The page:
Contemporary Arts in Asheville? Look to Colby Caldwell's Hidden Gem, Revolve
In a land of Americana music and art imbued with the mountains, you can forget you’re in Asheville while you’re inside Revolve.
It’s a gallery and performance space in the RAMP Studios, an unmarked industrial building near UNC-Asheville. Revolve is dedicated to contemporary, experimental work -- meaning, it’s 180 degrees from the music and art you’ll generally find along the region’s paths of tourism.
“Its location is a little outside the River Arts District in a traditional sense, and that’s actually on purpose,” said Colby Caldwell, Revolve’s founding director. “We wanted to be more of a destination place, a place people wanted to come to and not just stumble upon.”
Caldwell grew up in Mills River and graduated West Hendersonville High School. Caldwell built a thriving art-photography practice and a tenured teaching position over 25 years in and around Washington DC. He never planned a return to Western North Carolina, but a relationship brought him back to the mountains in 2012.
“I did have museum shows. I wasn’t on the cover of ArtForum, but I was reviewed (in the magazine). It didn’t really alter or change my life,” he said. “So why am I focused on these supposed markers about what makes an artist or art career successful?”
Caldwell opened a studio and gallery space at the Cotton Mill Studios in Asheville’s River Arts District. His landlords and early champions were new Brooklyn transplants Denise Carbonell and Derek Dominy. When the couple sold the Cotton Mill in 2016, they gave Caldwell the money to open Revolve in the RAMP Studios, along Riverside Drive. They also just donated $80,000 to support new intiatives at Revolve.
“Every show he does, to me, is so different from the one before, and I love that,” she said. “It’s a little like BAM (the Brooklyn Academy of Music). It’s eclectic. You’re not surprised by anything he says, ‘I’m doing a show on …’ and you go ‘Really?’”
Revolve certainly isn’t Asheville first foray into contemporary arts. For 13 years, the Media Arts Project has cultivated innovative arts and technology in western North Carolina. Black Mountain College Museum presents contemporary performance and you’ll find daring work at the Center for Craft, Creativity and Design.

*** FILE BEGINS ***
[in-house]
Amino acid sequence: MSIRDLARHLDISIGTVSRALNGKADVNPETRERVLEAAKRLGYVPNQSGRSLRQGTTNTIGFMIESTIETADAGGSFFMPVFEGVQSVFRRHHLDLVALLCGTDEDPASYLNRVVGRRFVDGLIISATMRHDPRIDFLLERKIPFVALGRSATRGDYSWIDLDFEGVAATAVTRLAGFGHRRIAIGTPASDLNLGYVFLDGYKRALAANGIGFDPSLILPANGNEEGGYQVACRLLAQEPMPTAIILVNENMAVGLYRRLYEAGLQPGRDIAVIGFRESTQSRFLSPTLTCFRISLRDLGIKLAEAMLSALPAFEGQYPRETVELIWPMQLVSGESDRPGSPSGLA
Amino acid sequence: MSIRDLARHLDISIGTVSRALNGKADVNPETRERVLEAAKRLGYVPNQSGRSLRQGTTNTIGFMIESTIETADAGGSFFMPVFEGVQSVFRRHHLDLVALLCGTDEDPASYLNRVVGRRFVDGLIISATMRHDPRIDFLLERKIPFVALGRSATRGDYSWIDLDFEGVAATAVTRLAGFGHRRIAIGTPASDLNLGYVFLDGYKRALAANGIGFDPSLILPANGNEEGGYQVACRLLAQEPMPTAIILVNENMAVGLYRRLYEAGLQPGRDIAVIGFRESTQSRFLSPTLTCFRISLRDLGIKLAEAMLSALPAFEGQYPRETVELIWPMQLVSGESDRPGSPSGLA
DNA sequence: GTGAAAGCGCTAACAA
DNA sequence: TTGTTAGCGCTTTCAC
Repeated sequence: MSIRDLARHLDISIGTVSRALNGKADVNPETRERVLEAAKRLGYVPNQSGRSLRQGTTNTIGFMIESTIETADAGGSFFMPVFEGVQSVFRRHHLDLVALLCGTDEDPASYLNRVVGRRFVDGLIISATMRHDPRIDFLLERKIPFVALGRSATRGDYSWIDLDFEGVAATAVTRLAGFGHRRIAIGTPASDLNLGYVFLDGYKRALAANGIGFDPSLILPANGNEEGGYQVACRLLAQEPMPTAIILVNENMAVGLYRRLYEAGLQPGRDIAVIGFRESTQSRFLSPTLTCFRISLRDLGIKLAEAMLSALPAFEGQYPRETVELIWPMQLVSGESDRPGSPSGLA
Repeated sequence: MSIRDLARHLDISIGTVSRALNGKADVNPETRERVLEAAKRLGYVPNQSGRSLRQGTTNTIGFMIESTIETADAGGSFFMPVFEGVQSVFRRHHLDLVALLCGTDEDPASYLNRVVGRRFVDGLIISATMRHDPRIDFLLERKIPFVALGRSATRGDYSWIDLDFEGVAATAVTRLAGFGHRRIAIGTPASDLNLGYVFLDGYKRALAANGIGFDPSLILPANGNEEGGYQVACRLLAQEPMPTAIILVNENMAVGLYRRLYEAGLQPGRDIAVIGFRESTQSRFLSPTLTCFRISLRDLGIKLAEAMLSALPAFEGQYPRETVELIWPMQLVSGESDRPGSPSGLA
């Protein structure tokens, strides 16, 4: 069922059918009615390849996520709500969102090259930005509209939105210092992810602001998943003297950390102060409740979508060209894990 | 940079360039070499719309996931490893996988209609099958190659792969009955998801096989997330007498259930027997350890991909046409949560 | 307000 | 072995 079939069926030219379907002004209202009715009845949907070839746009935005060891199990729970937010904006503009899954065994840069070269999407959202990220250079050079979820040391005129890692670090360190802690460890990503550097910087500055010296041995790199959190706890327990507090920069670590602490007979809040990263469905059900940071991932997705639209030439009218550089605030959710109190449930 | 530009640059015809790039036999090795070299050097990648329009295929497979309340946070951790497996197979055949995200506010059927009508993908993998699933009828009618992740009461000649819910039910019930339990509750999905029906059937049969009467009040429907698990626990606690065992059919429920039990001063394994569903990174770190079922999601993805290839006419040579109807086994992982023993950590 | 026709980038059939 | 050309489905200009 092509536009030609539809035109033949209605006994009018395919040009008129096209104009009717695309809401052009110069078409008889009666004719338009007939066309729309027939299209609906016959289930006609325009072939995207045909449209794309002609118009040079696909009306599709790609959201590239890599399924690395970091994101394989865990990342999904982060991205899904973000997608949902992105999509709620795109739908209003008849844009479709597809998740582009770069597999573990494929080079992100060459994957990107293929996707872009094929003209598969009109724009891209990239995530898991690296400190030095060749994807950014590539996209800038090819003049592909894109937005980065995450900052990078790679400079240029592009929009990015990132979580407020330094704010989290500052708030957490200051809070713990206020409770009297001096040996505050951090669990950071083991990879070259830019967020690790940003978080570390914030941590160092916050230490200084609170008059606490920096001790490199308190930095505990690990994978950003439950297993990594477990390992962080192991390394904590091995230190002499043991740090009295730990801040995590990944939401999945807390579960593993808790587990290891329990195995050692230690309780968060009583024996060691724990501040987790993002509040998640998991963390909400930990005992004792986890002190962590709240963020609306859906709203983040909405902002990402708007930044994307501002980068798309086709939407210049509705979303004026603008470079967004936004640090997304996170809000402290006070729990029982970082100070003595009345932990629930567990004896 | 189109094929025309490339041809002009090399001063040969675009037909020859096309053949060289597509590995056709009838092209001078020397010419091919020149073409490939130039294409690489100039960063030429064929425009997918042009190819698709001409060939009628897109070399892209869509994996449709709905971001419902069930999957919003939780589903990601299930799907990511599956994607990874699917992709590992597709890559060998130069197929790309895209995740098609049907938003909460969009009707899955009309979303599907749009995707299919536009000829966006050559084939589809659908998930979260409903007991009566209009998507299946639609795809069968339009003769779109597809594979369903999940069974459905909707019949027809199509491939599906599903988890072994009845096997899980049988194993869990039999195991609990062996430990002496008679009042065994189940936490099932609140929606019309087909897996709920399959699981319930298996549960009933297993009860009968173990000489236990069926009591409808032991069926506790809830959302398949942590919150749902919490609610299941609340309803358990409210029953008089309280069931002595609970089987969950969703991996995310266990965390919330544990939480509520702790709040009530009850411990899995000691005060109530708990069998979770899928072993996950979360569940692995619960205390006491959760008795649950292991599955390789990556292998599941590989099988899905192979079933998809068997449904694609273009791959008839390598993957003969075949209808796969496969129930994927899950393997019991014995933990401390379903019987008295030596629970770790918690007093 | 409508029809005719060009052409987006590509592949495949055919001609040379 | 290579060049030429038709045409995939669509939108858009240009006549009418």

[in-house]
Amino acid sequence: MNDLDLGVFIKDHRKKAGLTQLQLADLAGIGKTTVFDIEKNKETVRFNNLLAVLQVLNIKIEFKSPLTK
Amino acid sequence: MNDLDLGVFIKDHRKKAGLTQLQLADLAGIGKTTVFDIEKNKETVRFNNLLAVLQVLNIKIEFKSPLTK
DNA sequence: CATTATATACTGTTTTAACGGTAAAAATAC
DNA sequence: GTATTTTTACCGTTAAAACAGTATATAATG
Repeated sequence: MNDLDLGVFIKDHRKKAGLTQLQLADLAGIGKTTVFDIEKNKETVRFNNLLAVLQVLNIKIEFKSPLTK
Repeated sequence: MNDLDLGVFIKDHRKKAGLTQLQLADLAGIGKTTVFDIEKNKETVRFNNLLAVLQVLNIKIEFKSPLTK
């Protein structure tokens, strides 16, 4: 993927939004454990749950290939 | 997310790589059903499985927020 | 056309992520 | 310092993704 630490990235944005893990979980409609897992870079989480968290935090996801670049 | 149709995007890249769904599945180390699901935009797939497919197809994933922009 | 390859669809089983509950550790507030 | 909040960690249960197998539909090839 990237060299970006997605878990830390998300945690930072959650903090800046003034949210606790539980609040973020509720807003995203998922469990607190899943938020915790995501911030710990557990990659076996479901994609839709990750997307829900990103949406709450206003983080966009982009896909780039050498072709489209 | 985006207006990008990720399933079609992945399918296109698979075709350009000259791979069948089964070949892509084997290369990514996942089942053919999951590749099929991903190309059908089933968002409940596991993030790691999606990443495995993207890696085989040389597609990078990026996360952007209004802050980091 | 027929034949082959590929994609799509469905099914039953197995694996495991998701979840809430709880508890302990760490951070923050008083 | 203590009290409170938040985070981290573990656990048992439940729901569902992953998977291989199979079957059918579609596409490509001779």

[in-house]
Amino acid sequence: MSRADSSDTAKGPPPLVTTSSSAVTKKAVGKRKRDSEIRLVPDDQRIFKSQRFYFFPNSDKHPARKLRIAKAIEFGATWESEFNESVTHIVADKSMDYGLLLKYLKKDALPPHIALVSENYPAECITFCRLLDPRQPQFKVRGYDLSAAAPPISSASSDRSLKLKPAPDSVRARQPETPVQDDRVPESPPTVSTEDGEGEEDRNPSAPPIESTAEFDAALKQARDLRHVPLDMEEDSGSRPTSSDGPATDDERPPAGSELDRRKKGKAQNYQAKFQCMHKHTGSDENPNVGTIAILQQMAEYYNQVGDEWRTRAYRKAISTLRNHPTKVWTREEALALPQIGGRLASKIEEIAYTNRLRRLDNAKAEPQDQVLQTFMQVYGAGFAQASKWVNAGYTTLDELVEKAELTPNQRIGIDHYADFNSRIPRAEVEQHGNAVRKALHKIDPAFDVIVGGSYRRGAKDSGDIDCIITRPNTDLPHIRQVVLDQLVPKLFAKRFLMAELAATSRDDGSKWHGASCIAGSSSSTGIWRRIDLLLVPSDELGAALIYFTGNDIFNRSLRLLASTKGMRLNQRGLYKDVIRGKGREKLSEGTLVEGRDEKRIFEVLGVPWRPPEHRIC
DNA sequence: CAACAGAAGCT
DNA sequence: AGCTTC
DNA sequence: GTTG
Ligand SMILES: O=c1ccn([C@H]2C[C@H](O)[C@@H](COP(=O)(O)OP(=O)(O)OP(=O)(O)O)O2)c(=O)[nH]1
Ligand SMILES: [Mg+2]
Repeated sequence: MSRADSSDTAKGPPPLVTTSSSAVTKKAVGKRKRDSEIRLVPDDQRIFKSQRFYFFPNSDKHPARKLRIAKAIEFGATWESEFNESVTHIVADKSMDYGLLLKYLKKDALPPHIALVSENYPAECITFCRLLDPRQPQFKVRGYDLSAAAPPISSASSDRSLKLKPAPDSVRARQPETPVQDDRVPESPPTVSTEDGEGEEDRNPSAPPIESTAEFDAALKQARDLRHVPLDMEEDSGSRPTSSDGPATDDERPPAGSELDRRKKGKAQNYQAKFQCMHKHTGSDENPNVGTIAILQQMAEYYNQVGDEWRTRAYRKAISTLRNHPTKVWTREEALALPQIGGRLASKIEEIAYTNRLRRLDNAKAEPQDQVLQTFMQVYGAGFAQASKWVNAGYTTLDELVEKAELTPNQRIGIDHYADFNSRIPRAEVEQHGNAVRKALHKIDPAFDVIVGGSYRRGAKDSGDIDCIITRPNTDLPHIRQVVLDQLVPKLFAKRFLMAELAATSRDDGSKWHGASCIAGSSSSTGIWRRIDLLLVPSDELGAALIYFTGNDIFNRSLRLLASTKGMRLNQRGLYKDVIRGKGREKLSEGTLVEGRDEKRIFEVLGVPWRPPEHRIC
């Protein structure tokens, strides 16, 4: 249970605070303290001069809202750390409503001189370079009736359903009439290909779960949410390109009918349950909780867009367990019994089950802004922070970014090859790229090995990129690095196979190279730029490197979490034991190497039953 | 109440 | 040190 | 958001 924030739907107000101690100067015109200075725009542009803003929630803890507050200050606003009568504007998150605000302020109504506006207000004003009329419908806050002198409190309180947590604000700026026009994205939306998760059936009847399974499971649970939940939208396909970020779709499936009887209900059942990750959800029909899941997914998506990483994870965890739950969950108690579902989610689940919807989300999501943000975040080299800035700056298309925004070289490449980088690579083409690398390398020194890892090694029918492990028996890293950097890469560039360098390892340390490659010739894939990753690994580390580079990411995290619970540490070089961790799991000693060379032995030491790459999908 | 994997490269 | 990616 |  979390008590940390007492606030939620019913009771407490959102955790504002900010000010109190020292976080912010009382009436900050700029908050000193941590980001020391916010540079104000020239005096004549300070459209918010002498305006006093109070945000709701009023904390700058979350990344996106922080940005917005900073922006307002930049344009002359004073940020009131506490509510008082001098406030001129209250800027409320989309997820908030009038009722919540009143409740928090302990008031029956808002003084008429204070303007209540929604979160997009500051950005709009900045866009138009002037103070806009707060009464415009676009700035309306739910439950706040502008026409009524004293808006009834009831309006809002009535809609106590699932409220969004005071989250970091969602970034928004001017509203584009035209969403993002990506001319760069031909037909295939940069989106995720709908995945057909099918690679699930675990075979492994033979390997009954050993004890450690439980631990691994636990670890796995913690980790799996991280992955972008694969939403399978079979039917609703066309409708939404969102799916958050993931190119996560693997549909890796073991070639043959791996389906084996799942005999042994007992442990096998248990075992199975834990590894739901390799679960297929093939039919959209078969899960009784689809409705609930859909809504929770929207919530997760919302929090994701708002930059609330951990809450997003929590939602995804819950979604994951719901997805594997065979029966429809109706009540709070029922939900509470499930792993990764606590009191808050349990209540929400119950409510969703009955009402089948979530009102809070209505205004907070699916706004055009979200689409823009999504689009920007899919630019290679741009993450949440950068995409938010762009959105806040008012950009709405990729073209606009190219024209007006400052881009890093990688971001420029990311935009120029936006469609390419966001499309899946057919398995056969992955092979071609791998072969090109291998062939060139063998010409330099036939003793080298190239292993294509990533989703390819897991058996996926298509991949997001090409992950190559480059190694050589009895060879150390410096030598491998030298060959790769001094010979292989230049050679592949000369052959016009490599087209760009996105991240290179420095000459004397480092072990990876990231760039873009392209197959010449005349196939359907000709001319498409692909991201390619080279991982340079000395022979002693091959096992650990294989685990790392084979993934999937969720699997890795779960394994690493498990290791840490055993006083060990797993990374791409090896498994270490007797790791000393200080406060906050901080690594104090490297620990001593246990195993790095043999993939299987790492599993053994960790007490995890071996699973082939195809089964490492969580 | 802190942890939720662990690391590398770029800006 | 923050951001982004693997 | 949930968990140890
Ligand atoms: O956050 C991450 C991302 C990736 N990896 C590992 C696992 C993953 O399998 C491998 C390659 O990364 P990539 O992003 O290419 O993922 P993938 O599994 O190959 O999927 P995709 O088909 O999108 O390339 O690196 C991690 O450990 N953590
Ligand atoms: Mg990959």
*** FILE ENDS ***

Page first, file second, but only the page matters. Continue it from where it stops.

But until Revolve, which now operates in partnership with the Media Arts Project, there hasn’t been a dedicated home for multidisciplinary art, media and performance.
“It’s activated the building in a way it hasn’t been activated before,” Caldwell said. “When you see your audience double or new faces show up, you realize there’s a hunger and desire for this kind of programming in a space that’s more mindful than a bar or cafe.”
Revolve is a nonprofit with a board of directors. So while artists presenting there certainly hope to sell their work, that isn’t Caldwell’s goal.
“There’s really a wonderful network of folks here who were interested in pursuing and finding opportunities for artists who weren’t looking to sell first, but express first,” he said.
Constance Humphries is a dancer now focused on the art of butoh and she’s Revolve’s first resident artist. She says Revolve’s intimacy works especially well for music.
“It fits a niche of smaller audiences, maybe more experimental work,” she said. “It’s challenging while being more accessible, if that’s possible.”
For the coming year, Caldwell wants to grow Revolve’s community outreach, its artist residency program and an avenue for crowdfunding. Somewhere, somehow, he will also continue his own photography practice.
A new exhibition, “The Art of Design,” opens with a public reception Dec. 2 in the Revolve Gallery.
“Fifteen people may not seem like a lot of people to put together a program around,” Caldwell said “But 15 people are 15 more who got to see contemporary work around Asheville who wouldn’t have.”